Personally, I'm not picky about what I utilize because I don't have many choices. Lack of funds makes me a non-choosey beggar. It is what it is.

#4 OFFLINE   goretsky

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Posted 10 January 2016 - 02:53 AM

Hello,

If anything, I've become more open to trying new distros of Linux (downloading Linux Mint 17.3 KDE and XFCE now), but I run them almost exclusively in virtual machines these days.  A few colo'd machines at my web hosting provider run Linux natively, but those are maintained by the staff over there.

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#5 OFFLINE   securitybreach

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Posted 10 January 2016 - 11:33 AM

The biggest slowdown I have found when messing with older machines, is the amount of or lack of ram. Even with a slower processor, maxing out the ram can make a huge difference.

View Postgoretsky, on 10 January 2016 - 02:53 AM, said:

Hello,

If anything, I've become more open to trying new distros of Linux (downloading Linux Mint 17.3 KDE and XFCE now), but I run them almost exclusively in virtual machines these dayss

That's basically the same thing I do. Currently I have about 15 distros/OSs in Virtualbox but most of them only get run maybe once or twice.
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#6 OFFLINE   raymac46

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Posted 10 January 2016 - 11:56 AM

@Eric as far as I can see you managed to get some business grade Dells (built like tanks) and you'll look after them so no problems. Most of the lappies people want to give me are real cheap old Acers or HP Pavilions with minimum specs. Not worth the effort to refurb. Especially when you hear clanks and grinds from the fans. The last laptop offered me didn't even have wifi.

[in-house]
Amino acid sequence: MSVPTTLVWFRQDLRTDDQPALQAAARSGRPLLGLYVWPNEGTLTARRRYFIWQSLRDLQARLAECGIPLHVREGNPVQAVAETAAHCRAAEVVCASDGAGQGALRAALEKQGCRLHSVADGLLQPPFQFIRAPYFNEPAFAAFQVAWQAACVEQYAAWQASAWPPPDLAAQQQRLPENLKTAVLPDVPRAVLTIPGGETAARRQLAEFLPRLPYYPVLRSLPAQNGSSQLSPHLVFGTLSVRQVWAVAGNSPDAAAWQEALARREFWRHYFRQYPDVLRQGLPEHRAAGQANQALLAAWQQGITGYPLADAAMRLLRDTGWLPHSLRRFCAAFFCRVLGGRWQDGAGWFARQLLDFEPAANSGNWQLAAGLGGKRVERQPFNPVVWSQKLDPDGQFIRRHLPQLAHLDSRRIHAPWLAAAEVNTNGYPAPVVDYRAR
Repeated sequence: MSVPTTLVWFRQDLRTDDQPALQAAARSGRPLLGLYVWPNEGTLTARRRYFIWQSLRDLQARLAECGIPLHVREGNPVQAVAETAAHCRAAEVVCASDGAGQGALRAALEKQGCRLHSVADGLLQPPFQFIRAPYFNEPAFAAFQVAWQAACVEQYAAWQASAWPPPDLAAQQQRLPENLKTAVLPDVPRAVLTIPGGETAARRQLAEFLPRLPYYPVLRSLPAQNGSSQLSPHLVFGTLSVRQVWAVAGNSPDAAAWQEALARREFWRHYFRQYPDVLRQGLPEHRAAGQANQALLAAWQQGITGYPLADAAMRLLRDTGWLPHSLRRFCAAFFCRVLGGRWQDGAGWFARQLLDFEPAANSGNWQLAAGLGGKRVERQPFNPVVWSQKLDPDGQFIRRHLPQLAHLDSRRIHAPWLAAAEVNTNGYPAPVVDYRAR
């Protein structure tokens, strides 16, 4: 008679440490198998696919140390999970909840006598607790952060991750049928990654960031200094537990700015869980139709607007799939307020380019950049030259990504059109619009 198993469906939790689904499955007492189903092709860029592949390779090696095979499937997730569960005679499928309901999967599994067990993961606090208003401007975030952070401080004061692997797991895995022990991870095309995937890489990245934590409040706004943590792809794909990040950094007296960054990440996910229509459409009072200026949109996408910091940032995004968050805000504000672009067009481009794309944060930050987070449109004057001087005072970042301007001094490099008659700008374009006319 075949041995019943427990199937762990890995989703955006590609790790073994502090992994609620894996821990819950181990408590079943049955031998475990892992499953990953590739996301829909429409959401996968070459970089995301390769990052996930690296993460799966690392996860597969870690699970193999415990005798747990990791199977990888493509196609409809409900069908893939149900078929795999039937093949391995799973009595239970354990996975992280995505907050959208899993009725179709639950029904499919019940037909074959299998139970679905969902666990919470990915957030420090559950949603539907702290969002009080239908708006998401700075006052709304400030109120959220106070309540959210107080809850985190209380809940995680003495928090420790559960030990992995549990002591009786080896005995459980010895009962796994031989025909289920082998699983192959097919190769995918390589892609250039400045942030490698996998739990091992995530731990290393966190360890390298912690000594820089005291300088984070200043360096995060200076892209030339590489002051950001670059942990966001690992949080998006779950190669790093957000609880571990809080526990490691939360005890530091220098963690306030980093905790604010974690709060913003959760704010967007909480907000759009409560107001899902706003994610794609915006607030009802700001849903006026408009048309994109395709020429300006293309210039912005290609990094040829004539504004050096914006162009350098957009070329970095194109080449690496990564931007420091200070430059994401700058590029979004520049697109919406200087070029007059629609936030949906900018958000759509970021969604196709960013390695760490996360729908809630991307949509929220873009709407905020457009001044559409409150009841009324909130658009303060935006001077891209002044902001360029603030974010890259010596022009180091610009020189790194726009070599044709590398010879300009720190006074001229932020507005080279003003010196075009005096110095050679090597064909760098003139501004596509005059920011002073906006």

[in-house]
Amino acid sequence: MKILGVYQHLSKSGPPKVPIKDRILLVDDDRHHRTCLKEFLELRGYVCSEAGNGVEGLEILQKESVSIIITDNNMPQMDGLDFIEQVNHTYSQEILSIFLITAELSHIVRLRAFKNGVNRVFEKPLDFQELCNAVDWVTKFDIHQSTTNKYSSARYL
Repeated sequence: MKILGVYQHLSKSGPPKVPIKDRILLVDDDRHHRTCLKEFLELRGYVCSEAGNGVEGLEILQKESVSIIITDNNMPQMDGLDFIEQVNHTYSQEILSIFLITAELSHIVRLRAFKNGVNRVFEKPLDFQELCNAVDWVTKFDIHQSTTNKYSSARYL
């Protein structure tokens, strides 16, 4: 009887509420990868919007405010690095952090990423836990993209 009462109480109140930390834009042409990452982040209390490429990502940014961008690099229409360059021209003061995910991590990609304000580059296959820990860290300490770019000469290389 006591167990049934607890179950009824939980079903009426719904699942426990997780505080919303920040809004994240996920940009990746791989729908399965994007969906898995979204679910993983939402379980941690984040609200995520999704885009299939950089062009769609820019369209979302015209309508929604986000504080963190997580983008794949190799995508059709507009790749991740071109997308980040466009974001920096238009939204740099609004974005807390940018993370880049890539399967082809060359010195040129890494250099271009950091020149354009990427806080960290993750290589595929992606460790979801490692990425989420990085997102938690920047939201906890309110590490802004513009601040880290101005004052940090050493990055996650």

I agree with Aryeh and Josh about VirtualBox. A great way to get a feel for a distro - especially now with all the Secure Boot stuff going on.
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#7 OFFLINE   ebrke

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Posted 10 January 2016 - 12:43 PM

I know what you mean by "business grade Dells (built like tanks)". I still have an ancient (2003) Dell Optiplex 260 running OpenSuSE 13.1 using xfce. It's still fine for internet or email and just keeps chugging along (knock wood). It's nice to have around for emergencies--it'll be a sad day when it finally dies.
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#8 OFFLINE   raymac46

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Posted 10 January 2016 - 04:10 PM

Yes my I got my 2005 Optiplex 620 in 2008 when it came off lease. It ran XP Pro and I used it as my primary Windows computer until I got my present industrial grade Acer Veriton (another tank) in 2012. My son-in-law used it for a bit after that. When XP finally died I installed Linux and used it as a testbed. I can plug in a wifi USB adapter so I can connect in the basement.